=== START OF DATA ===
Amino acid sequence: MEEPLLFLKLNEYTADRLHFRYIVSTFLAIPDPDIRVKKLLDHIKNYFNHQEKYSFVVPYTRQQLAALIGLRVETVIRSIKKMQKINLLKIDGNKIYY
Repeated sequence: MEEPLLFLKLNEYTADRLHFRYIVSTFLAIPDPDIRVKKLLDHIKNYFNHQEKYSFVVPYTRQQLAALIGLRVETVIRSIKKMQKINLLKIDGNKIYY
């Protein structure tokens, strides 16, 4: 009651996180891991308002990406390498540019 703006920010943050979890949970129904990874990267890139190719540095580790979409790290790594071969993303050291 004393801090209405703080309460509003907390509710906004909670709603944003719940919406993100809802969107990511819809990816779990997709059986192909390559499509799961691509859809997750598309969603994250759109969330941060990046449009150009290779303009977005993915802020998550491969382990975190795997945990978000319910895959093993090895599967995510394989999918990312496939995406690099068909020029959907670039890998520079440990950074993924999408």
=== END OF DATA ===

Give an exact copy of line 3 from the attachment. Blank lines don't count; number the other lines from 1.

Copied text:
């Protein structure tokens, strides 16, 4: 009651996180891991308002990406390498540019 703006920010943050979890949970129904990874990267890139190719540095580790979409790290790594071969993303050291 004393801090209405703080309460509003907390509710906004909670709603944003719940919406993100809802969107990511819809990816779990997709059986192909390559499509799961691509859809997750598309969603994250759109969330941060990046449009150009290779303009977005993915802020998550491969382990975190795997945990978000319910895959093993090895599967995510394989999918990312496939995406690099068909020029959907670039890998520079440990950074993924999408």